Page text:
Sally Cohen, European Marketing Director for Allied Domecq then illustrated how a global player can launch a new product responsibly. Tia Lusso carries the message ‘You just know to drink in Moderation’. The brand has grown to be number two in the cream liqueur sector in under year, proving that encouraging moderation has helped the products integrity and status - A moderation message is carried on all advertising and POS material. Allied have extended moderation messages to Ballantynes, Malibu and Makers Mark.

Are the media playing their part? was Barbara Scalera’s of Harpers Wine and Spirit’s debate. She believes the press and particularly the trade press plays the role of educator, promoter of responsibility issues and watchdog and finally must comply with the spirit of the code of practice. Ms Scalera surveyed Harpers staff as well as those of other trade papers and found there was little interaction between advertising departments and staff writers. Health or sensible drinking messages were often seen as not making exciting copy or as controversial as they may effect profitable trade. Scalera emphasised that there is a good rate of compliance with ASA guidelines and that few complaints are made against UK adverts. The industry cannot be complaisant however as Alcohol Concern, WHO and Eurocare are all calling for government regulation or an all out ban on alcohol advertising. The trade press should lead by example and not be afraid to name and shame unsuitable products and campaigns which could appeal to the under age, promote intoxication or violence or suggest enhanced sexual success. Harpers is committed to these aims and will carry a monthly feature on alcohol and health.

Finally Helena Conibear, Editorial Director of AIM spoke on the importance of impartial and accurate information and education regarding alcohol at every level. The subject of alcohol misuse was put in a historical context ‘along with some of the negative effects of intoxication and overuse — the preservative, antiseptic and anaesthetic effects of alcohol as well as its enjoyment have been appreciated since ancient times. Alcohol is, and always will be a double edged sword’. Helena highlighted the change in attitude in the industry, press, medical fraternity and government since the 1980’s. In 1989 it was estimated by MORI that 1.5 million drivers were intentionally drink driving, now 70% of drivers do not drink at all if driving and Britain boasts the best record in Europe, in spite of its relatively high BAC level, in lowering drink drive deaths and offences. Similarly in 1989 just 48% of the population had heard of units, now over 80% are aware with a further 78% of the population believing themselves informed of the dangers of misuse.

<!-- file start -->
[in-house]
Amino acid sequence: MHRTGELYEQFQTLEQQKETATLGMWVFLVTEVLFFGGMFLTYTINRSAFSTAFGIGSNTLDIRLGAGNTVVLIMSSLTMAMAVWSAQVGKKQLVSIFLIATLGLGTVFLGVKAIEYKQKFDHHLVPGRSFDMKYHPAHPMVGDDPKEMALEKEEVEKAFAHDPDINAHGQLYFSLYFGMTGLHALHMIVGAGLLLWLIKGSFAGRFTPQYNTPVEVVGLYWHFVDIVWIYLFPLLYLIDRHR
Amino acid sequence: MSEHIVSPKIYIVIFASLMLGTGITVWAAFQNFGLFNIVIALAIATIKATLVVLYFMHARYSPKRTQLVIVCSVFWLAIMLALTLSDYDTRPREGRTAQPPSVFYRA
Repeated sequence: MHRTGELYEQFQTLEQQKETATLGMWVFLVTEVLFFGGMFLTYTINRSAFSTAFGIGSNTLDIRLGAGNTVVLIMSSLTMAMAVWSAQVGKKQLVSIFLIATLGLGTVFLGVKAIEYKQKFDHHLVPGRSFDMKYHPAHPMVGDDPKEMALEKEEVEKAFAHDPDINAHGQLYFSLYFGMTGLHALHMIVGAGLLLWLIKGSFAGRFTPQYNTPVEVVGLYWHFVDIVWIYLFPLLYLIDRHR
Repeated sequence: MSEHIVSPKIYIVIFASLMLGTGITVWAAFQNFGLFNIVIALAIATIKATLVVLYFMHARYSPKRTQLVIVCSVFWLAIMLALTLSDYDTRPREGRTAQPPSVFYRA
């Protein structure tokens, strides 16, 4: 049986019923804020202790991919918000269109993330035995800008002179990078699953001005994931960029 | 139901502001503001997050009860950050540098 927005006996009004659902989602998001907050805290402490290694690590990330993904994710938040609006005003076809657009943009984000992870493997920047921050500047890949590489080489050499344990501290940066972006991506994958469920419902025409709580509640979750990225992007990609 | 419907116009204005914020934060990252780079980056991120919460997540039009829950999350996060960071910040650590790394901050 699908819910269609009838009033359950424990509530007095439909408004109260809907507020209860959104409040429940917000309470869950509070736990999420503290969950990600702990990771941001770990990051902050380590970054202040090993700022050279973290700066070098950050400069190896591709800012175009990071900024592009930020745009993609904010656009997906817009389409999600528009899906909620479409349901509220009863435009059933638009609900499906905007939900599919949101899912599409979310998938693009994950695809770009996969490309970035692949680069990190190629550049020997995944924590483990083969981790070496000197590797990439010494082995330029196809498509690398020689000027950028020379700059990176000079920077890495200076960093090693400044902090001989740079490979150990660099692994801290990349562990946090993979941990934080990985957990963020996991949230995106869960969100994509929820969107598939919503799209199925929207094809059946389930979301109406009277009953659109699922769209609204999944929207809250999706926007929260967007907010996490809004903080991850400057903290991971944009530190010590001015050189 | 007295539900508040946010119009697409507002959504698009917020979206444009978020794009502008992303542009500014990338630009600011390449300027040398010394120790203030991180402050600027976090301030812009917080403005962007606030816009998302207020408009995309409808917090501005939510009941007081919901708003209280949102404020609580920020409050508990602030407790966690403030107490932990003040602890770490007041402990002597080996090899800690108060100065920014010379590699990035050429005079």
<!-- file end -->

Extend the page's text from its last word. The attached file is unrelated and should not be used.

AIM’s role over the last ten years in providing peer reviewed and highly researched position papers regarding alcohol and health and social issues written by specialists in the field was outlined. These papers combined with cooperation of associations involved in alcohol affairs from around the world enable AIM to report with an international focus on campaigns, social issues, government activities and alcohol and health. An average of 80,000 visitors log onto AIM’s websites each month, proving AIM’s vital role in communicating the sensible drinking message at several levels — to the industry, the press, governments and perhaps most importantly to the consumer.

Helena concluded that following an ICAP study that showed in a survey of the governments of 48 nations on alcohol policy that public education was cited as the most important criteria after underage drinking ‘An informed consumer is a wise consumer, who will help spread the message that if you drink sensibly, you have a safer, happier, healthier time than those who misuse alcohol or even those who don’t drink at all’.